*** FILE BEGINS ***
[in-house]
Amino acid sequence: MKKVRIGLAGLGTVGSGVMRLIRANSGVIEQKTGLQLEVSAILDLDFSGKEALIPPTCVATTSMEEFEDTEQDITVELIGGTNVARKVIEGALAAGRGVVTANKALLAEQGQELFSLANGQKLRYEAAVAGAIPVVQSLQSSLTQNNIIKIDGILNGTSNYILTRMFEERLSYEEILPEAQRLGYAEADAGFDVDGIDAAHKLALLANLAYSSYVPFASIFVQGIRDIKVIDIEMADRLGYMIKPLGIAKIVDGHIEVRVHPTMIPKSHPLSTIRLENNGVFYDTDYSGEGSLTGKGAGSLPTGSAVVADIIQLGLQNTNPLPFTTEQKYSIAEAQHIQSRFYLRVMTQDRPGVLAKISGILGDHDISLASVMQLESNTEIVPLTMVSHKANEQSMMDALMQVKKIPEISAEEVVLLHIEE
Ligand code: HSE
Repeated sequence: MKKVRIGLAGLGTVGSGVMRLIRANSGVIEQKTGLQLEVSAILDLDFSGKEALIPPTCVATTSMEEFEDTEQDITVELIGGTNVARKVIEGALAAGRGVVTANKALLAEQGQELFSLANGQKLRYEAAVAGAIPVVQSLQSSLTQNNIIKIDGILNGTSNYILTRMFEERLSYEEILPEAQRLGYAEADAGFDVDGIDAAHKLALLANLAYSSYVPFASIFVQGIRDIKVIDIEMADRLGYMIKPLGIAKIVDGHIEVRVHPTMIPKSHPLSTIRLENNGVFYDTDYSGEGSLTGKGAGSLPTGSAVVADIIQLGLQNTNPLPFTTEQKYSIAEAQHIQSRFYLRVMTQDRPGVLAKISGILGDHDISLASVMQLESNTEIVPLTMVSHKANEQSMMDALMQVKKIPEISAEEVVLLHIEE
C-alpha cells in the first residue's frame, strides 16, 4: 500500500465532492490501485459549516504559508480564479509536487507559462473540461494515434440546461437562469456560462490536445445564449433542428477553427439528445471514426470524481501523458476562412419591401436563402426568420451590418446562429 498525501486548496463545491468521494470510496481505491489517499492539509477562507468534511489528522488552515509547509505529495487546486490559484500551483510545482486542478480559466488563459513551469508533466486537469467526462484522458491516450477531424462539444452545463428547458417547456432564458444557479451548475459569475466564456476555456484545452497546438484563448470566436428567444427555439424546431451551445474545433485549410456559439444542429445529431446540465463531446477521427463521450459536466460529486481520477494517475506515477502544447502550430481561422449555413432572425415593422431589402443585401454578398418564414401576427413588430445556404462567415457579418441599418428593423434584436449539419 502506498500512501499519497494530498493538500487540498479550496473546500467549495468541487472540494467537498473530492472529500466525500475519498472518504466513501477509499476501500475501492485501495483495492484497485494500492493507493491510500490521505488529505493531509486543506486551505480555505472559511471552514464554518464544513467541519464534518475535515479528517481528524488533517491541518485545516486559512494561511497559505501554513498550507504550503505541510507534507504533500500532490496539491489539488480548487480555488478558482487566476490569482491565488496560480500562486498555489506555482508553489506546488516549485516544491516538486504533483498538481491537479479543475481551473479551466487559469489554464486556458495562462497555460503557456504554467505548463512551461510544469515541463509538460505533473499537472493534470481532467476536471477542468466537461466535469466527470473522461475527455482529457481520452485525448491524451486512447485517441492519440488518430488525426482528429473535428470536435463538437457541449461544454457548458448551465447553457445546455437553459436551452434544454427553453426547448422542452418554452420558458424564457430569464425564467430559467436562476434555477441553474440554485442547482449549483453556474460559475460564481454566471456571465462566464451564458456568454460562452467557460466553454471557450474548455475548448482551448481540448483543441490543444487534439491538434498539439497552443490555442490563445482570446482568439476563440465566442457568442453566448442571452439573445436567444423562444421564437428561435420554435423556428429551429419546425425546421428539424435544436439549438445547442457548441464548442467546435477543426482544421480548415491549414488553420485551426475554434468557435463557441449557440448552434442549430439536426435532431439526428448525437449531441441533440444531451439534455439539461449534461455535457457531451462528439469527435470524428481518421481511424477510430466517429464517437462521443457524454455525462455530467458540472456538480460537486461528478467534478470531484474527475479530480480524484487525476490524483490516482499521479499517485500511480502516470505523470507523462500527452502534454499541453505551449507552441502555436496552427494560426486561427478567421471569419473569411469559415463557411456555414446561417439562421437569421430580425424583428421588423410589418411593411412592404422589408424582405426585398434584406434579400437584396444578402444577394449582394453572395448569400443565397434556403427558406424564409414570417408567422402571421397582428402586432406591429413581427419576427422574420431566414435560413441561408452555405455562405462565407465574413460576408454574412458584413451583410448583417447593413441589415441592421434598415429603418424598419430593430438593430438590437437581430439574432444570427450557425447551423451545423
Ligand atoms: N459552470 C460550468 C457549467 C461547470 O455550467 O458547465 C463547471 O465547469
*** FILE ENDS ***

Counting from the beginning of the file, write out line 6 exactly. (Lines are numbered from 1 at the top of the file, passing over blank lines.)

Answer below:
Ligand atoms: N459552470 C460550468 C457549467 C461547470 O455550467 O458547465 C463547471 O465547469